Whether you love Lagers or extra bitter IPAs, you love alpha acids and just don’t know it. These are the compounds in hops that give them their bitter taste, which can be subtle or intense depending on the variety. For centuries, farmers growing hops for traditional European beer production – particularly in Germany, the Czech Republic and Slovenia – have refined this alpha acid content. More recently, farmers in the U.S. Pacific Northwest have made their own refinement, producing hops with the distinctive flavors that make West Coast IPAs citrusy and juicy.
But now climate change is taking a serious toll on hops. Droughts and extreme heat have already led to a decline in yields and alpha acid content of hops grown in Europe. And new modeling, published last week in Nature communicationestimates that Europe’s hop growers will see a further 4 to 18 percent decline in yields and a 20 to 31 percent decline in alpha acid content by 2050. “What we are seeing with climate change is a combination of more droughts, which will affect crop yield unless irrigation is supplemented,” says bioclimatologist Mirek Trnka of the Czech Academy of Sciences, co-author of the new paper. “At the same time, higher temperatures are not conducive to high alpha acid content.”
Lower yields and a decline in acidity could become a compounding threat, says hop chemist and brewing scientist Tom Shellhammer of Oregon State University, who was not involved in the new paper. If the hops are harvested with 30 percent less alpha acid content, “that means you have to use 30 percent or more of those hops,” Shellhammer says. “If the actual yield achieved on the farm goes down,” he adds, “then there is simply less of it available in the industry.” So the brewery would have to use more of it. This then leads to a supply problem.”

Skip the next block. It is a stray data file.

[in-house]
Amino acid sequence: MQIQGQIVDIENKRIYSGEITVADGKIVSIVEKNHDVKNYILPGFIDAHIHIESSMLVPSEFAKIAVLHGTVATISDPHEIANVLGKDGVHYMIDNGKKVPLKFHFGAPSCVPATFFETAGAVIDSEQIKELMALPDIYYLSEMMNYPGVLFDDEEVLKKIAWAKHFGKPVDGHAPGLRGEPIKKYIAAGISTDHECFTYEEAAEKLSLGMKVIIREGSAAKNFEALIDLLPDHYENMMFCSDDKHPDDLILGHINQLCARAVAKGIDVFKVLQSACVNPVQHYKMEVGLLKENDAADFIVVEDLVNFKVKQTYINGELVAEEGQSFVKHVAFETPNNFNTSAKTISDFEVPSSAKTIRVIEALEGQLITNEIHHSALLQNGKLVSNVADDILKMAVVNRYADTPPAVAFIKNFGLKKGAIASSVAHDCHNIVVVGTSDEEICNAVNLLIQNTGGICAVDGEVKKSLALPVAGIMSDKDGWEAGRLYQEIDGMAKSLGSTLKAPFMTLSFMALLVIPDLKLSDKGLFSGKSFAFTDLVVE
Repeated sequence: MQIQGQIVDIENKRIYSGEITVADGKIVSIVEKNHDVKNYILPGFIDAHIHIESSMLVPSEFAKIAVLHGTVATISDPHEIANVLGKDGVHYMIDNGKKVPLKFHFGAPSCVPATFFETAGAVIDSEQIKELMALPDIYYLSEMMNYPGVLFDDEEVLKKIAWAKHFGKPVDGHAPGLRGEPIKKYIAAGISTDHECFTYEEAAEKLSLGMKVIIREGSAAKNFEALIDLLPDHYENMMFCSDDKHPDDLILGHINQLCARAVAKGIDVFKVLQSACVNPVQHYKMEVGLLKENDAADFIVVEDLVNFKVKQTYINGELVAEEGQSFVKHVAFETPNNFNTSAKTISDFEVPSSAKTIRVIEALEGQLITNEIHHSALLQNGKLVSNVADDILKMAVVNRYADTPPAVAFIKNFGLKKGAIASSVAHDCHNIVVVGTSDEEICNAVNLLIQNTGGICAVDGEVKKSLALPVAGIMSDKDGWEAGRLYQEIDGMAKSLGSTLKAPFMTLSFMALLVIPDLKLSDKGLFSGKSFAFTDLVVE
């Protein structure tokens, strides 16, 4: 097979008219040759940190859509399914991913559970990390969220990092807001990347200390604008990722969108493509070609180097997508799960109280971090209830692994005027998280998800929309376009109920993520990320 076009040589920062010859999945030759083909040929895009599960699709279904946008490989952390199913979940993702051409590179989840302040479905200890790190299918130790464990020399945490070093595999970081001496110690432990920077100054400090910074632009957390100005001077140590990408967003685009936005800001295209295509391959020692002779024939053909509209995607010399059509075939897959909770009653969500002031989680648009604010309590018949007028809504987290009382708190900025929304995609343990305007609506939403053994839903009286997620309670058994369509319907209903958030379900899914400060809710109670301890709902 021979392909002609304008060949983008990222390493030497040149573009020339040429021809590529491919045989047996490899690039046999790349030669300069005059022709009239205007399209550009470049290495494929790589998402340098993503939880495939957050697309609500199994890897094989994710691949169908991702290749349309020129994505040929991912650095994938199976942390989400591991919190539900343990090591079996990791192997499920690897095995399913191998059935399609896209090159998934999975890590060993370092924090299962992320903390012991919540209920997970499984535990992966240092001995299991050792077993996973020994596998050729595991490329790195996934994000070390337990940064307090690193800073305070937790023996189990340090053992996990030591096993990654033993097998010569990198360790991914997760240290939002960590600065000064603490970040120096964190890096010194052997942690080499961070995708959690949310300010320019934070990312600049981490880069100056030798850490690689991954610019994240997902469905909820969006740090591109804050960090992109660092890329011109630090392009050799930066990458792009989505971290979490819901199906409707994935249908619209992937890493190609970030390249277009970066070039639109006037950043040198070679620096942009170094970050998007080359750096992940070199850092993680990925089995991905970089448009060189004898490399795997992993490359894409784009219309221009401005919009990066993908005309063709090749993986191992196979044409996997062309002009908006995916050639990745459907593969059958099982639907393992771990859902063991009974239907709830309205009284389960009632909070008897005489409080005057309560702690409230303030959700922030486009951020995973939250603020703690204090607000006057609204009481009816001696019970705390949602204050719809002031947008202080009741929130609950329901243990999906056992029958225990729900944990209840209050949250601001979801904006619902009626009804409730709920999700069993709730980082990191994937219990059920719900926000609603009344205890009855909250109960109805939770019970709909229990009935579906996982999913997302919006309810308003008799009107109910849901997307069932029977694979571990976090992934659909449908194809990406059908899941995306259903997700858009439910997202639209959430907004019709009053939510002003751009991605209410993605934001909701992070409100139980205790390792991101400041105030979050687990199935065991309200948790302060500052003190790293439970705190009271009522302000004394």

In general, brewers and farmers – be it for hops, barley or malt – are still analyzing how beer is changing due to climate change. There are overlapping factors. In addition to rising global temperatures and worsening droughts leading to water shortages, there are also more extreme heatwaves and associated problems such as major wildfires that can cause smoke to ruin crops. (The wine industry faces similar problems with grape production.) “We still don’t fully understand what impacts climate change might have, particularly on smaller components that contribute to flavor,” says Glen Patrick Fox, who studies brewing and beer quality the University of California, Davis. “This will be a case where the industry needs to measure things over a longer period of time to really understand how this will happen.”
Grown on a trellis system, hop plants can reach 20 feet tall and produce the cones that add complex flavors and bitterness to beer. However, higher temperatures reduce alpha acid production in these cones. The reason is not yet clear, but it could be a result of their development at the start of the season. In Europe they are now appearing about three weeks earlier than in 1994. Higher temperatures lead to a similar acceleration of development in cereal plants.
“They simply don’t have enough time to produce all the valuable chemicals – or, in the case of grains, to make enough starch,” says Trnka. “This could be a mechanism for hops, or it could be another mechanism linked to a certain biochemistry. But we don’t know that yet. It was pretty hard to grasp.”